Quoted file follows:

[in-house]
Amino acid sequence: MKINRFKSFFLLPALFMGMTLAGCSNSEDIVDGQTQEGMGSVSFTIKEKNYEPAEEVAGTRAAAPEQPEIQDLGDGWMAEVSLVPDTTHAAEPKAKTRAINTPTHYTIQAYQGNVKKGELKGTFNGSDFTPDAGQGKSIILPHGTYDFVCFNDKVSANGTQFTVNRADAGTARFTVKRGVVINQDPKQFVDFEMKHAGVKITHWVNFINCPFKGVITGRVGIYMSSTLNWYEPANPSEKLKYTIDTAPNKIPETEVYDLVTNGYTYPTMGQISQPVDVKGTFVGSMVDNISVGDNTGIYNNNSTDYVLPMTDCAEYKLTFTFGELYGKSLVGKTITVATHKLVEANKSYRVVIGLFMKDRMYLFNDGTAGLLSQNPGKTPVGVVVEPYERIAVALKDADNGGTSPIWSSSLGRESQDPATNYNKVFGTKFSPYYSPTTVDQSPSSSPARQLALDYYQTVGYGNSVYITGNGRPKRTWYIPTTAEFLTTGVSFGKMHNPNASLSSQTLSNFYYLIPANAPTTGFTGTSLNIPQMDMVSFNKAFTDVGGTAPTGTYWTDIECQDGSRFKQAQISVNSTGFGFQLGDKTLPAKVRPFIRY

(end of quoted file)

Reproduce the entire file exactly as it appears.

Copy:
[in-house]
Amino acid sequence: MKINRFKSFFLLPALFMGMTLAGCSNSEDIVDGQTQEGMGSVSFTIKEKNYEPAEEVAGTRAAAPEQPEIQDLGDGWMAEVSLVPDTTHAAEPKAKTRAINTPTHYTIQAYQGNVKKGELKGTFNGSDFTPDAGQGKSIILPHGTYDFVCFNDKVSANGTQFTVNRADAGTARFTVKRGVVINQDPKQFVDFEMKHAGVKITHWVNFINCPFKGVITGRVGIYMSSTLNWYEPANPSEKLKYTIDTAPNKIPETEVYDLVTNGYTYPTMGQISQPVDVKGTFVGSMVDNISVGDNTGIYNNNSTDYVLPMTDCAEYKLTFTFGELYGKSLVGKTITVATHKLVEANKSYRVVIGLFMKDRMYLFNDGTAGLLSQNPGKTPVGVVVEPYERIAVALKDADNGGTSPIWSSSLGRESQDPATNYNKVFGTKFSPYYSPTTVDQSPSSSPARQLALDYYQTVGYGNSVYITGNGRPKRTWYIPTTAEFLTTGVSFGKMHNPNASLSSQTLSNFYYLIPANAPTTGFTGTSLNIPQMDMVSFNKAFTDVGGTAPTGTYWTDIECQDGSRFKQAQISVNSTGFGFQLGDKTLPAKVRPFIRY